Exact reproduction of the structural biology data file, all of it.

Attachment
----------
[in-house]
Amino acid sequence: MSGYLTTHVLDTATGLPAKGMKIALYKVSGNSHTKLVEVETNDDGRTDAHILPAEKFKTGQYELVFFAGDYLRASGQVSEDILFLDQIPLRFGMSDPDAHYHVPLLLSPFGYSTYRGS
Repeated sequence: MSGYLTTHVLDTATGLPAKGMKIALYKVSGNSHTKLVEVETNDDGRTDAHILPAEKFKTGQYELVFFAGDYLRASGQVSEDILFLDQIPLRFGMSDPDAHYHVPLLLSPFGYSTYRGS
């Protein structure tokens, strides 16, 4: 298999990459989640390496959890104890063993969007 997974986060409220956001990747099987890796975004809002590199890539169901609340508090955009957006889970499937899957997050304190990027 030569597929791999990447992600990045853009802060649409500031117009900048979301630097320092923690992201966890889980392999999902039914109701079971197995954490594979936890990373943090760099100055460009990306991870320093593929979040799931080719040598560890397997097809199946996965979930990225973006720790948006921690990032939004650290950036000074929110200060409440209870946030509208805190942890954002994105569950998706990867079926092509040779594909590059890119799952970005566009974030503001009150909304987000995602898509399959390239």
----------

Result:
[in-house]
Amino acid sequence: MSGYLTTHVLDTATGLPAKGMKIALYKVSGNSHTKLVEVETNDDGRTDAHILPAEKFKTGQYELVFFAGDYLRASGQVSEDILFLDQIPLRFGMSDPDAHYHVPLLLSPFGYSTYRGS
Repeated sequence: MSGYLTTHVLDTATGLPAKGMKIALYKVSGNSHTKLVEVETNDDGRTDAHILPAEKFKTGQYELVFFAGDYLRASGQVSEDILFLDQIPLRFGMSDPDAHYHVPLLLSPFGYSTYRGS
């Protein structure tokens, strides 16, 4: 298999990459989640390496959890104890063993969007 997974986060409220956001990747099987890796975004809002590199890539169901609340508090955009957006889970499937899957997050304190990027 030569597929791999990447992600990045853009802060649409500031117009900048979301630097320092923690992201966890889980392999999902039914109701079971197995954490594979936890990373943090760099100055460009990306991870320093593929979040799931080719040598560890397997097809199946996965979930990225973006720790948006921690990032939004650290950036000074929110200060409440209870946030509208805190942890954002994105569950998706990867079926092509040779594909590059890119799952970005566009974030503001009150909304987000995602898509399959390239």